- FedEx has promised to reduce its greenhouse gas emissions from aircraft by 20% by 2020, on a pound per available ton mile basis. It was the first U.S. shipping company to do so. “UPS would not have set a reduction goal if we hadn’t not it first,” Jackson says.
- It has set a goal of improving the fuel economy of its vehicles by 20% by 2020.
- It has created a corporate citizenship blog, signaling a willingness to be open and to engage with critics.
- It has engaged constructively in Washington. FedEx CEO Fred Smith lobbied a few years ago for fuel-efficiency standards for commercial vehicles.
Having said that, it’s clear to me that many of the steps taken by both FedEx and UPS to reduce pollution and emissions are driven more by economics -- specifically, by a desire to save fuel -- than by climate change worries.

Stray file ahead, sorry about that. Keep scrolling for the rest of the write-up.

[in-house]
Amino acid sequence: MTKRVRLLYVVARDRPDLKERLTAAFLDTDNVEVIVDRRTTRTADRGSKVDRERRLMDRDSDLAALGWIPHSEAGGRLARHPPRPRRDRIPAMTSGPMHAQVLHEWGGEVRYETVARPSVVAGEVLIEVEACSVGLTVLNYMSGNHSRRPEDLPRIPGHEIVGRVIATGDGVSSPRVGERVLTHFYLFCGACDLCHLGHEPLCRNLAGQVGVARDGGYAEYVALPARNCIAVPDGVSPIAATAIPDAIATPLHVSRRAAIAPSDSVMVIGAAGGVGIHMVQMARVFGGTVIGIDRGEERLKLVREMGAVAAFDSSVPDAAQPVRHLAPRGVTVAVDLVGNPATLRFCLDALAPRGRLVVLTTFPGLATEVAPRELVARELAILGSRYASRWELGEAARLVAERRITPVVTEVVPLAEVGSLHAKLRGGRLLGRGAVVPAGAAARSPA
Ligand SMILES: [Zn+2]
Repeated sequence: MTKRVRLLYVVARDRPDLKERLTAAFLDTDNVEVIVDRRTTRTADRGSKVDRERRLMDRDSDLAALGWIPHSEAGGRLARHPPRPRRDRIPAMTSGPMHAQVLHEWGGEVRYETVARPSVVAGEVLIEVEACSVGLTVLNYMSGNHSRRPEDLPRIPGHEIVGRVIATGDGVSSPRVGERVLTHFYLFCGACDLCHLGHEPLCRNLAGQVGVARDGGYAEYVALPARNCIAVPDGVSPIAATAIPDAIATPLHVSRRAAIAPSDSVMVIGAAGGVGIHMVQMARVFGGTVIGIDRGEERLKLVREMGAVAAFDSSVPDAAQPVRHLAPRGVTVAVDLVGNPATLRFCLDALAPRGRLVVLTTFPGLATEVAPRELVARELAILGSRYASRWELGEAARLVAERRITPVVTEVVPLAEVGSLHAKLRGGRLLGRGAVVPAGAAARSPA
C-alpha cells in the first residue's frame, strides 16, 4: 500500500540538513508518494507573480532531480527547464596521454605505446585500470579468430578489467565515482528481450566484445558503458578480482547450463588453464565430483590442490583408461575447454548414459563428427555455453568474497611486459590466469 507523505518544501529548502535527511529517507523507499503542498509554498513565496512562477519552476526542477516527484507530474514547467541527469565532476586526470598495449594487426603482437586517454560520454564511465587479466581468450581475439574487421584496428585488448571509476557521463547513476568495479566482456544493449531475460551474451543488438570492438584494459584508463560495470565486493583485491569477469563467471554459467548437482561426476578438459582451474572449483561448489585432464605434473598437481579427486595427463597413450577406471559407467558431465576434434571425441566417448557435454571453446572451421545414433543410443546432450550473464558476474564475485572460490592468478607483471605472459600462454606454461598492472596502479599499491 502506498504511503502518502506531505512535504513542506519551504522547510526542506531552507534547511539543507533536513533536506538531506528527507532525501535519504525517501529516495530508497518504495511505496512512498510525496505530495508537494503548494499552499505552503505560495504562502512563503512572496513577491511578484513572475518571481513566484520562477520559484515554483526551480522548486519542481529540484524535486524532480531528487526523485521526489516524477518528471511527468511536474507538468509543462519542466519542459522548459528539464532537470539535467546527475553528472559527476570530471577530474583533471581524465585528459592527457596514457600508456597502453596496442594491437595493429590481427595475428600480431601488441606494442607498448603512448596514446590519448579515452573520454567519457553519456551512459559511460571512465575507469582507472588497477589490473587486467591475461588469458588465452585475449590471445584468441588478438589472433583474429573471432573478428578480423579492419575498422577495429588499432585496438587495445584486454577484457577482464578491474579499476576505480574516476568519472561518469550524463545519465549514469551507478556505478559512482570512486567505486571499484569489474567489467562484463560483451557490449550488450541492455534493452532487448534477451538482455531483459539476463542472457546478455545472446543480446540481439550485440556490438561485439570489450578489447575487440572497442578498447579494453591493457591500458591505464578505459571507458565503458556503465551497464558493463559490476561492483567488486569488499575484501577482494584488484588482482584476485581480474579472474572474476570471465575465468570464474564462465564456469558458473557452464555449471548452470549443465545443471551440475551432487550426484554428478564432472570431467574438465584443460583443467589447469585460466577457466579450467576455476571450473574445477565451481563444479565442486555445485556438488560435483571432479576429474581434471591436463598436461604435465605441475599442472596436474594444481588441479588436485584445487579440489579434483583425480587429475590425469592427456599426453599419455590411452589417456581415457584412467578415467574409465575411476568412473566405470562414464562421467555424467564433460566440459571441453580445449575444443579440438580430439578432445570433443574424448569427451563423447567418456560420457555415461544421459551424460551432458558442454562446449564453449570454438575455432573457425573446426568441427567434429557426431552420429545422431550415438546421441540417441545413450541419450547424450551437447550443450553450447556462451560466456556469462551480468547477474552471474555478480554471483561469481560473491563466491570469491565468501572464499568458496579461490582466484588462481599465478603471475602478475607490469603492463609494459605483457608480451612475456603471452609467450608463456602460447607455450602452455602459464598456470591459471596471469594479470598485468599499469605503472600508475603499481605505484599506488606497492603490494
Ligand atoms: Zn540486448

FedEx, for example, recently took delivery of its first Boeing 777 freighter, uses less fuel and produces fewer emissions than the rest of its fleet. Even better, it can fly from FedEx’s Memphis hub to China without having to stop for refueling in Anchorage, as its older planes do.
In the end, motivation isn’t the issue. As Jackson put it: “We try not to separate the issue of “green” from economics. They go together.”
What’s encouraging is the competition. When UPS and FedEx, Coca Cola and PepsiCo, HP and Dell compete around “green,” the environment is better off. UPS recently took the shipping rivalry to a new level by deciding to offer customers a “green” option of paying a small fee, between 5 and 20 cents, to offset the carbon emissions of their shipping. Here’s the announcement.
Your turn, FedEx.
GreenBiz Senior Writer Marc Gunther maintains a blog at MarcGunther.com.
Images courtesy of FedEx.